V: Brigands Mygdewyn kicked the unconscious soldier to make sure he wouldn't get up. "That takes care of these fellows." Dylan said behind him. Mygdewyn looked around. "Where are the others?" he wondered. "Rodruban and Gil?" "We'd better go," Aiovel said as she and Galanor approached. "That spell won't hold the guards for very long." Spell? Mygdewyn looked over his shoulder, where half a dozen guards stood magically frozen. "Come on, Mygdewyn. We'll find the others." Dylan grasped his shoulder. "I saw Rodruban heading east. Most likely they're halfway to the eastern gate by now. And don't worry about the city guards," he added. "The magicians may recruit the local soldiers stationed near their guilds, but the city belongs to Prince Cormac. Iolo will have to approach the castle for permission to pursue us, and that should buy us some time." Mygdewyn nodded and slung his axe across his back. ***** "So, Aiovel," Dylan ventured half an hour later as they approached the eastern gate, "are you and Galanor magicians?" Mygdewyn had been wondering the same thing. The swords each carried and the armor and bows slung behind them suggested that they were warriors, not magicians. But then, Mygdewyn hadn't seen either of them draw their weapons back in the market. He had seen the guards around them freeze up. That meant that at least one of them possessed magical abilities—if not both of them. "I, for one, am not a magician." Galanor replied, laughing. "Certainly I have— many talents. As for Aiovel," he said with a wink, "she is a magician of sorts, though not in the common way. Most magicians are not trained to handle weapons, but she can use a sword." Dylan stopped several paces from the portcullis. The four guards posted at the gate raised their eyebrows but asked no questions. Such an unprecedented number of people wishing to leave by the eastern side in one day! Mygdewyn heard the guard above the portcullis shout to raise the inner gate, and a short staccato noise followed as the way before them cleared. Ahead the heavy drawbridge creaked in protest at being lowered and fell with a deafening thud; though the other gates of Gyfen were embellished, the heavy unadorned oak doors of the outer eastern gate, open in daytime, appeared more suited to an ancient fort than the splendid city of Gyfen. When the company had passed through to the farmland beyond, the drawbridge over the moat squeaked shut behind them, cutting off access back into the city. They had entered the wild lands and left civilization behind. ***** Outside the city, the air smelled of wildflowers, and a cool breeze stirred.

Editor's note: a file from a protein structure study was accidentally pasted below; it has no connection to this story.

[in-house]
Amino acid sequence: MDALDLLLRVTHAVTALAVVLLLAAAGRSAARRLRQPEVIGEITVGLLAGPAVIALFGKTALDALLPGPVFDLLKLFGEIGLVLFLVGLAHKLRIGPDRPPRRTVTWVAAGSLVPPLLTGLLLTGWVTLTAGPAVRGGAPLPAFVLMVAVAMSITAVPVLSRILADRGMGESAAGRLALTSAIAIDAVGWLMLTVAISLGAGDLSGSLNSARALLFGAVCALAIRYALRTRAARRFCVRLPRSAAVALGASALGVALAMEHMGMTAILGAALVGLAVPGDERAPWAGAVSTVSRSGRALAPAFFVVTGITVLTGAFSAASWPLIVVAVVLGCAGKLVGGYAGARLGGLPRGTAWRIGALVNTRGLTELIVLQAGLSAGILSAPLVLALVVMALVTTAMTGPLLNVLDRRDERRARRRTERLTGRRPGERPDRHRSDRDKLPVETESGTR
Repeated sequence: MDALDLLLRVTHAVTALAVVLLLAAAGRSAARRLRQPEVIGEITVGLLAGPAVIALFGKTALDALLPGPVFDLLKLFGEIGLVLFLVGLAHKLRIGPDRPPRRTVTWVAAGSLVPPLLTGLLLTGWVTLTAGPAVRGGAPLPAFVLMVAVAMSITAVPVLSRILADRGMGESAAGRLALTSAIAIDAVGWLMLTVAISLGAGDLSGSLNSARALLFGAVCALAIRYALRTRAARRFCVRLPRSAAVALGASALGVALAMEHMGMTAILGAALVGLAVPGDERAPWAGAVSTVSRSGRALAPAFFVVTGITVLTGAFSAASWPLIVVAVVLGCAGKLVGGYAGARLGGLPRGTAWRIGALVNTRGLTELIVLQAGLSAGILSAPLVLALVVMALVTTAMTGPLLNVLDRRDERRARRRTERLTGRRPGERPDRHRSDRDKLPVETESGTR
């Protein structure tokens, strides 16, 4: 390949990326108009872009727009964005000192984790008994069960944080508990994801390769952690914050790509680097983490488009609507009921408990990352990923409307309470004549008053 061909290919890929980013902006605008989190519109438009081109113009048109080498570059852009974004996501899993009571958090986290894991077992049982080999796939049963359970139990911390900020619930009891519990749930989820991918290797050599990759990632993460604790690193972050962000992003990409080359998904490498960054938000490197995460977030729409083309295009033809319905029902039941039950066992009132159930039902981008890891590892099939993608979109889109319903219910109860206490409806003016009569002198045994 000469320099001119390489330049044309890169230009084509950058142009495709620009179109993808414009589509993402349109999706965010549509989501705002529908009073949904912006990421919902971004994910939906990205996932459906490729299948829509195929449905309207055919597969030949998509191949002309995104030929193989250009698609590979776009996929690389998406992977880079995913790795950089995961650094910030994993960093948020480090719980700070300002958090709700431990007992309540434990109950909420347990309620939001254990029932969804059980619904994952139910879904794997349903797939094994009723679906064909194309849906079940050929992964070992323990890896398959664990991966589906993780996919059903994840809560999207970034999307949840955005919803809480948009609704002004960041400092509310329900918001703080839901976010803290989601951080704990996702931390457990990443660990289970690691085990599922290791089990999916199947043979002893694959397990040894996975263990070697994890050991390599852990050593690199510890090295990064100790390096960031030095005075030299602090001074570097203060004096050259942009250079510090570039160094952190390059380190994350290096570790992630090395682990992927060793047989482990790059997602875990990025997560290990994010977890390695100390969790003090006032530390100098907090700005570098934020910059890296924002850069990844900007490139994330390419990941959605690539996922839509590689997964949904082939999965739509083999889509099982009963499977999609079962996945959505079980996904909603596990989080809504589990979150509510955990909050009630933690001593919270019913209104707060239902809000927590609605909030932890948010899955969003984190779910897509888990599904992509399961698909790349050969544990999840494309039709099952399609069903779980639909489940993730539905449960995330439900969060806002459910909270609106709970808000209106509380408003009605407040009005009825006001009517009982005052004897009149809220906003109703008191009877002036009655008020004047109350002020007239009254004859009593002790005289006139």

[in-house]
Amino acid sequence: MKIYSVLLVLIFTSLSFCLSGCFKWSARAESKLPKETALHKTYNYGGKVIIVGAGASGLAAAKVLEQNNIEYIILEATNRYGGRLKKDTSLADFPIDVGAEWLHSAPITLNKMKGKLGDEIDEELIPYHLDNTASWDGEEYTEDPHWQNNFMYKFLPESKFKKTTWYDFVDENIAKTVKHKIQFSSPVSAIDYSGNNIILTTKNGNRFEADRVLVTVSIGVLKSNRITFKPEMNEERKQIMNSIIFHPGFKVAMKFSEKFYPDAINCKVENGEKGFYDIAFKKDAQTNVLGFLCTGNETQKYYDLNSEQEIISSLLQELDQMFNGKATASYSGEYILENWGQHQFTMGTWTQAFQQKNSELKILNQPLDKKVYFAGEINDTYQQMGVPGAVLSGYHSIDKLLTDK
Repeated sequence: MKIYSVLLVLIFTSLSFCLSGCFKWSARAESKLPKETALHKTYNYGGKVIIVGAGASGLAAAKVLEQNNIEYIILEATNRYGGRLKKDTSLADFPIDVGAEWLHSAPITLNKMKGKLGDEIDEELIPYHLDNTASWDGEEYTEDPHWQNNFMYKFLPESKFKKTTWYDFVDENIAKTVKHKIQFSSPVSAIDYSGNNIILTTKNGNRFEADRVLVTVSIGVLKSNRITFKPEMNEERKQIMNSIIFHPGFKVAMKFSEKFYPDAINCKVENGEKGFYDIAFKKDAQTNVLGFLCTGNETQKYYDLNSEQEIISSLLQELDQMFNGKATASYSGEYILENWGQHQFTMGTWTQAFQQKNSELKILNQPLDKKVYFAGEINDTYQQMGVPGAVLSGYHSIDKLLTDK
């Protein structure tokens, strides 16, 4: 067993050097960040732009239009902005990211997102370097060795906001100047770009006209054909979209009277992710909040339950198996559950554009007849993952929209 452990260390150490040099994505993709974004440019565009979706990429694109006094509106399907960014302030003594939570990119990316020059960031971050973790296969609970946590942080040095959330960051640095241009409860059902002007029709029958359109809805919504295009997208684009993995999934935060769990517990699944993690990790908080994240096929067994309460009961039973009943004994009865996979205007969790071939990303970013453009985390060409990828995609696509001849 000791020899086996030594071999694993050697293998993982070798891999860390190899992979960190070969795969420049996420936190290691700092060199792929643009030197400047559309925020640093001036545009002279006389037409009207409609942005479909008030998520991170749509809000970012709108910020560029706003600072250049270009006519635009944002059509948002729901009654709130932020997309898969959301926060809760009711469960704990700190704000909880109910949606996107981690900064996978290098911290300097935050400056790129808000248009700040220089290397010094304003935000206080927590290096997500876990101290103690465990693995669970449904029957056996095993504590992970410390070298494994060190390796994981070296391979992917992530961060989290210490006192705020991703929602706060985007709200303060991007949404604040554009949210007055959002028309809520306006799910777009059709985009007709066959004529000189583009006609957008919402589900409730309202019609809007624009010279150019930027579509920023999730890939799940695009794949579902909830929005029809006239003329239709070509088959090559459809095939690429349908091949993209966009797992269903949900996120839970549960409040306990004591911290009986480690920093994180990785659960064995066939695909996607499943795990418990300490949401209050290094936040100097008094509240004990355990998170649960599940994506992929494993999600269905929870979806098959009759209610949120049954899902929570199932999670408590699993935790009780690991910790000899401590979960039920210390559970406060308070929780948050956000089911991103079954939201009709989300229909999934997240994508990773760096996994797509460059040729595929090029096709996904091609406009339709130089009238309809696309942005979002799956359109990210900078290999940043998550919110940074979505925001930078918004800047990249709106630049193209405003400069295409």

The sun was shining but obscured by puffy white clouds above, the road under their feet easy to tread. Little sparrows and swallows sang a sweet tune. "So there they are!" Dylan laughed; up ahead by a small stream the boy Gil sat on a large boulder, idly kicking pebbles into the water. Rodruban stood pacing, then looked up and saw them coming. "Where's Lilia?" Galanor wondered as they approached. Gil pointed to the stream, where Lilia waved under the water, her long dark hair floating lazily around her. They noticed her new cloak and belongings sitting on a smaller rock. Dylan sat on the rock next to Gil and began to watch Lilia swimming; she was as graceful as a nymph in her own element. Dylan regarded her long limbs appreciatively. "How long has she been down there?" He asked Gil. "Ten minutes, maybe more." Gil said, suppressing a smile. "She found the stream." Rodruban added. "Headed toward it like a moth to a flame." With a great splash, Lilia's head surfaced as she sent a crescent playfully in Gil's direction. He jumped back and off of the boulder, but not in time to avoid getting soaked. ***** The dirt pathway branched into roads to the little farmhouses dotting the region and led over a great bridge built across the river Gyfen for the farmers to bring their harvest to the city. For hours as they walked, the company passed fields of summer wheat swaying in the wind with soft whispers, bright yellow fields of rapeseed, and the dark green of the turnip fields. Calls sounded from a distant field of cattle as the company trudged on. Lilia's clothes had long since dried enough for her to put on her new cloak; after exchanging stories about what had happened to each group after the guards had split the company, silence reigned in the still, fragrant air of the rich countryside. After several hours, however, the quiet order of the tended fields began to give way to open countryside and tall grasses. The plains appeared, wild and free, and the pathway fell into uneven, stony ground. The bright sun climbed high in the sky and began to dip again; the company stopped for a brief lunch under the shade of a tall oak. They sat spaced apart from each other to keep from being easily surrounded, thus discouraging any unwelcome surprise attacks. Bees hovered around the flowers, buzzing from one to another, but to Dylan's mind they were far less intrusive than the ants who had discovered their dining spot. With his right heel Dylan squashed one that scurried aimlessly over his left boot; he had been too preoccupied to notice when it got there. He was remembering the last time he had been to this region, during Prince Cormac's campaign to the southern fens. The brigands had remained conspicuously out of sight as the royal guard first moved east, then turned south. No doubt the guards had bypassed several dangerous bands, unmolested. It was no wonder, though, that they had seen no one but the local farmers in their fields; if the brigands ever attacked Prince Cormac, the King's retaliation was likely to be swift and final.